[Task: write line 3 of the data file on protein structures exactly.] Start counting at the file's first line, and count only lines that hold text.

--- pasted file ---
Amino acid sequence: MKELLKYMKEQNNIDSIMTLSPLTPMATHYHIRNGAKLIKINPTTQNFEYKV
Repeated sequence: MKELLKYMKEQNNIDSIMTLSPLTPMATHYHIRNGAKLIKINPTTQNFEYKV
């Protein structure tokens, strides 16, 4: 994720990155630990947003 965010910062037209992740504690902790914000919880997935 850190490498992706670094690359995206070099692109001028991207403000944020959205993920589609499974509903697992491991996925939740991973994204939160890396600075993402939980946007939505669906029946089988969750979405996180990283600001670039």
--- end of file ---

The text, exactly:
């Protein structure tokens, strides 16, 4: 994720990155630990947003 965010910062037209992740504690902790914000919880997935 850190490498992706670094690359995206070099692109001028991207403000944020959205993920589609499974509903697992491991996925939740991973994204939160890396600075993402939980946007939505669906029946089988969750979405996180990283600001670039």